The need for a sustainable diet, which protects people’s’ health, the environment and social justice should not be debatable. Yet for policy makers who consider it at all – and many do not – it is contestable and challenging. While the topic of sustainable diets is complex, the evidence of damage from 21st century dietary consumption on human, environmental and social health is incontrovertible.
The food system in Wales faces a range of critical issues – obesity, poor diet, climate change, demand for food banks, poor remuneration for producers, as well as a changing relationship with Europe. In 2015, in Wales, 24% of adults were classified as obese and 59% of adults as overweight or obese. Less than a third of all adults – 32% – reported eating five or more portions of fruit and vegetables a day. The effects of climate change, not least the apparent greater risk of flooding, are having greater impacts on food production, and food and farming need to play a central role in Wales’ ambitions to reduce carbon emissions by 85% by 2050.
Poverty and food inequality have increased in Wales especially for people on low incomes, such that it is increasing and compounding health and well-being inequalities. Obesity amongst adults rises with increasing deprivation, from 54% in the least deprived areas to 63% in the most deprived areas. Similarly with children, in whom obesity increases from 22.2% in the least deprived areas to 28.5% in the most deprived areas. Food bank use is relatively high in Wales compared to the rest of the UK if population size is taken into account. Between April 2015 and April 2016, Trussell Trust Food Banks gave out approximately 85,000 3-day emergency food packages to people in Wales.
Independent farm businesses continue to decrease in number. Wales lost over 250 dairy farms between 2009 and 2012. The Welsh farming and local processing sector has become even more dependent upon downstream corporately controlled food processors and retailers located outside Wales. Brexit could have a devastating effect on an already vulnerable food production system in Wales and severely affect food resilience and food poverty.
While there is substantial agreement on the problems, there is less agreement on what to do about them and responses have been inadequate. In Wales, the Well-Being of Future Generations Act, creates a huge opportunity to focus on the improvement of the food system from increasing the availability of healthy, affordable food for all the people of Wales, reducing carbon emissions and reducing biodiversity loss in food production to supporting farmers in the strengthening of shorter supply chains and improving social cohesion around community food initiatives. The Act offers a particular opportunity to help children and young people learn more about food, how to grow it and how to cook it. In short, the Well-Being of Future Generations Act offers an opportunity to create a more sustainable food system.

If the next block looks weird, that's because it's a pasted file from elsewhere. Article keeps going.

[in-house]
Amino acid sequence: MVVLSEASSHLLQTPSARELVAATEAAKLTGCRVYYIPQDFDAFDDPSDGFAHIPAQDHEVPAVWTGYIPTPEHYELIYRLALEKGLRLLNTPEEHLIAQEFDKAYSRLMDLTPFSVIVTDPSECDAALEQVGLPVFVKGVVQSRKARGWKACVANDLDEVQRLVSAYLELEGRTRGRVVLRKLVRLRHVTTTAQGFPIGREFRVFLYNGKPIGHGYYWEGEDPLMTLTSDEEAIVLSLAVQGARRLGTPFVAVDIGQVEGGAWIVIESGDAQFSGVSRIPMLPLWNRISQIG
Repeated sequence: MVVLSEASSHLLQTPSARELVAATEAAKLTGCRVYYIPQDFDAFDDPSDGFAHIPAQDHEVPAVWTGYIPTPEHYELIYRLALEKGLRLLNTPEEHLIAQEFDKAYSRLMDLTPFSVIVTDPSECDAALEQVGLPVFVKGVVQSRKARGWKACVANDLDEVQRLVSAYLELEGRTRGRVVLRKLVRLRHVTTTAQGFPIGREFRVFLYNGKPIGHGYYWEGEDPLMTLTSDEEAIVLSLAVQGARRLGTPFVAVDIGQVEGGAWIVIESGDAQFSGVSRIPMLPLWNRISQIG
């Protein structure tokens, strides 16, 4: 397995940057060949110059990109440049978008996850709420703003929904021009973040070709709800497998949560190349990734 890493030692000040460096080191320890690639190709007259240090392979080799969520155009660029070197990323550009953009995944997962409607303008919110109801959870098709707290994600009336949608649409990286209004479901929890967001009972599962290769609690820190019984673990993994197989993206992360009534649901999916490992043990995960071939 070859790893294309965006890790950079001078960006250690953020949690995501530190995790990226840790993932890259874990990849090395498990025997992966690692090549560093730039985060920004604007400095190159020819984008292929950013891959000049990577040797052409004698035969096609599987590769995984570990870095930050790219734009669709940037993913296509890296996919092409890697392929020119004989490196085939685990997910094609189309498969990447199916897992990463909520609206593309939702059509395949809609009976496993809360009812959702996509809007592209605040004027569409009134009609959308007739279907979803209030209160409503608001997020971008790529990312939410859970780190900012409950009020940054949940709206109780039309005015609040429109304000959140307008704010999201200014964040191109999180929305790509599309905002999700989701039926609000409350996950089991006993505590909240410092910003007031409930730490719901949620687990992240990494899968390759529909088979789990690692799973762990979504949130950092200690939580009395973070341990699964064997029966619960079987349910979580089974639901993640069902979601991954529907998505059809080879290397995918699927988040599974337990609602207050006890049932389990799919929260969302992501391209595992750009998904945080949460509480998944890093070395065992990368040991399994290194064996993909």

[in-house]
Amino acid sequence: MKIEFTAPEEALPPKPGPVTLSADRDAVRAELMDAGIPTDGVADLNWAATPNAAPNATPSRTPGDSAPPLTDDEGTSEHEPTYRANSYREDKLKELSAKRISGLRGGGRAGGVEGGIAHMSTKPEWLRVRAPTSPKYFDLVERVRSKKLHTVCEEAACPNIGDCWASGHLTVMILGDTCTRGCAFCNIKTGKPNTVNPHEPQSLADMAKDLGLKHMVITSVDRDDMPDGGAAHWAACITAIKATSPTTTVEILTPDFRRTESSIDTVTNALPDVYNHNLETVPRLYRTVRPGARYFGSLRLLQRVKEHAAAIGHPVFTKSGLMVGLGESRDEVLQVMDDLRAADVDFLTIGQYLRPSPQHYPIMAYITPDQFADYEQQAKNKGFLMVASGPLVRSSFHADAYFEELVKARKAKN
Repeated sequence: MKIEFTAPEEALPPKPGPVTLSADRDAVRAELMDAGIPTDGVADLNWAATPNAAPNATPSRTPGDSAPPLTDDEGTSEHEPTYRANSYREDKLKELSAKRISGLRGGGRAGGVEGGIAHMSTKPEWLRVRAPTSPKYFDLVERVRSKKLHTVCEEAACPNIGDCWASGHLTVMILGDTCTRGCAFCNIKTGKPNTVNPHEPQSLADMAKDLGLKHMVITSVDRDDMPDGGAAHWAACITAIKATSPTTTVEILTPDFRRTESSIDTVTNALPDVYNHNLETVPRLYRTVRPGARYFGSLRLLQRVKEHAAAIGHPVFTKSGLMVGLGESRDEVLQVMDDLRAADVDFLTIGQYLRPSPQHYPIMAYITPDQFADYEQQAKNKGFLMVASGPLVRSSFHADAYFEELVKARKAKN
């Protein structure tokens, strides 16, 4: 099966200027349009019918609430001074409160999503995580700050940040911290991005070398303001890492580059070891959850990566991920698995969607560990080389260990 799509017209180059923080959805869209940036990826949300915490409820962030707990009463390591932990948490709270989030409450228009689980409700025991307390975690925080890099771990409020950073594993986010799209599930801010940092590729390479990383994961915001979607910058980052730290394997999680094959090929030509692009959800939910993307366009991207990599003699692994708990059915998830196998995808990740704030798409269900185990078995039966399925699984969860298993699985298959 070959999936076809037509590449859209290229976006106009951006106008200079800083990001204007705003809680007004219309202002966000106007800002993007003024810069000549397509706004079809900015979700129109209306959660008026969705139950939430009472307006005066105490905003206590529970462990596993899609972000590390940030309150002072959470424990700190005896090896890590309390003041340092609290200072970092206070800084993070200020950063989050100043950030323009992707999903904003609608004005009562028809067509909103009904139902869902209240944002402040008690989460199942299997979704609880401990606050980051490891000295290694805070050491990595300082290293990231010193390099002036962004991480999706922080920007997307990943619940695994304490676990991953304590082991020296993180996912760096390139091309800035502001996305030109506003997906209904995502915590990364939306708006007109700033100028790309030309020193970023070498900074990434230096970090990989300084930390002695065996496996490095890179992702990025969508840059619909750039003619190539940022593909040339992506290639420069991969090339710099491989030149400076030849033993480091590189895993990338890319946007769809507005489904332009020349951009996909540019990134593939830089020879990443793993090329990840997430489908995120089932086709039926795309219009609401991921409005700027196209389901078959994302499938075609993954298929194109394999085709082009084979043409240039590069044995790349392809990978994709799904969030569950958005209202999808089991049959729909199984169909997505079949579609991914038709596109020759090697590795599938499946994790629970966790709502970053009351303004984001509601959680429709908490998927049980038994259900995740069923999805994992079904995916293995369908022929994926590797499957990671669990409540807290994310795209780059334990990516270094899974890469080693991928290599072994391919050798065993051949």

How could this be achieved? Concerns have, to date, largely been channeled into food production rather than consumption. However, we argue for the need for dietary change to drive change in food production, in other words for sustainable diets.
But what is a sustainable diet? Basically it is a good diet for people, the planet and social justice. We argue that a sustainable diet is more than a low carbon diet. Our approach to sustainable diet builds on the framework developed by the UK Sustainable Development Commission in 2011. This proposed six clusters for sustainable diet: health, the environment, social values, quality, economics and governance. We do not see these dimensions as separate but as strands which should be integrated and woven together to create the framework for a diet that is healthy, green and fair in the long-term. This creates opportunity for academic disciplines to work together. Nutritionists are crucial but so are environmental scientists, social scientists and economists. Sustainable diets cannot be tackled by one discipline alone.
Wales should consider creating sustainable dietary guidelines. The principles of a sustainable diet, i.e., one that is based on an increased intake of vegetables, fruits and whole grains with less but better meat and limited processed foods high in sugar are beginning to appear in some food-based dietary guidelines around the world but few countries have developed explicit sustainable dietary guidelines. We believe that such guidelines are vital to facilitate the dietary change that is badly needed and to send signals through the food system to create sustainable food production. In short, we need to consume sustainable diets from sustainable food systems.
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